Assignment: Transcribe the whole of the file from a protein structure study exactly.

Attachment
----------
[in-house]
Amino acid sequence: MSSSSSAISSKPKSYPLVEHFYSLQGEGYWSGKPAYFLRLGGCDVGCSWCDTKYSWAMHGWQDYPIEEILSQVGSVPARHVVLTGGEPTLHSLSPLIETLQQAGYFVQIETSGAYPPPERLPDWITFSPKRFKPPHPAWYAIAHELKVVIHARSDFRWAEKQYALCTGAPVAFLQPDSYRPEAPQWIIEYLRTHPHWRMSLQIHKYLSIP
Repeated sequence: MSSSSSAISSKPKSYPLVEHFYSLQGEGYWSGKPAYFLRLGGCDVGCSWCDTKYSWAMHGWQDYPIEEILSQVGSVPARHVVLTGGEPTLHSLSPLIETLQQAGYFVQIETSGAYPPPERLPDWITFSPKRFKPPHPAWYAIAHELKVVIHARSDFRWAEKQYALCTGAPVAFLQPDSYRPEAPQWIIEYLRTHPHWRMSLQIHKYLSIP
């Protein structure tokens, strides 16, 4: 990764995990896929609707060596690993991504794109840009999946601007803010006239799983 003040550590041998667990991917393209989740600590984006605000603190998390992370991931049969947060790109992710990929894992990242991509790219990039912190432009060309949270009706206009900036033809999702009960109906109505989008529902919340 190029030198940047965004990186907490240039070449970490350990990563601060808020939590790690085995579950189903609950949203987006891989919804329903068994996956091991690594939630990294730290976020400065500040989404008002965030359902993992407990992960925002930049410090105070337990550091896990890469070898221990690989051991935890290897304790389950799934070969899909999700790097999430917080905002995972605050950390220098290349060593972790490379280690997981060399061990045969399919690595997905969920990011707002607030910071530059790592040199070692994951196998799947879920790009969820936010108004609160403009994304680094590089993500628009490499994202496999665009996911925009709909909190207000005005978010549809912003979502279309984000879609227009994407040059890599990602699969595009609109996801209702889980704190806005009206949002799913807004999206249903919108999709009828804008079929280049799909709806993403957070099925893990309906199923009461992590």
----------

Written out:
[in-house]
Amino acid sequence: MSSSSSAISSKPKSYPLVEHFYSLQGEGYWSGKPAYFLRLGGCDVGCSWCDTKYSWAMHGWQDYPIEEILSQVGSVPARHVVLTGGEPTLHSLSPLIETLQQAGYFVQIETSGAYPPPERLPDWITFSPKRFKPPHPAWYAIAHELKVVIHARSDFRWAEKQYALCTGAPVAFLQPDSYRPEAPQWIIEYLRTHPHWRMSLQIHKYLSIP
Repeated sequence: MSSSSSAISSKPKSYPLVEHFYSLQGEGYWSGKPAYFLRLGGCDVGCSWCDTKYSWAMHGWQDYPIEEILSQVGSVPARHVVLTGGEPTLHSLSPLIETLQQAGYFVQIETSGAYPPPERLPDWITFSPKRFKPPHPAWYAIAHELKVVIHARSDFRWAEKQYALCTGAPVAFLQPDSYRPEAPQWIIEYLRTHPHWRMSLQIHKYLSIP
């Protein structure tokens, strides 16, 4: 990764995990896929609707060596690993991504794109840009999946601007803010006239799983 003040550590041998667990991917393209989740600590984006605000603190998390992370991931049969947060790109992710990929894992990242991509790219990039912190432009060309949270009706206009900036033809999702009960109906109505989008529902919340 190029030198940047965004990186907490240039070449970490350990990563601060808020939590790690085995579950189903609950949203987006891989919804329903068994996956091991690594939630990294730290976020400065500040989404008002965030359902993992407990992960925002930049410090105070337990550091896990890469070898221990690989051991935890290897304790389950799934070969899909999700790097999430917080905002995972605050950390220098290349060593972790490379280690997981060399061990045969399919690595997905969920990011707002607030910071530059790592040199070692994951196998799947879920790009969820936010108004609160403009994304680094590089993500628009490499994202496999665009996911925009709909909190207000005005978010549809912003979502279309984000879609227009994407040059890599990602699969595009609109996801209702889980704190806005009206949002799913807004999206249903919108999709009828804008079929280049799909709806993403957070099925893990309906199923009461992590």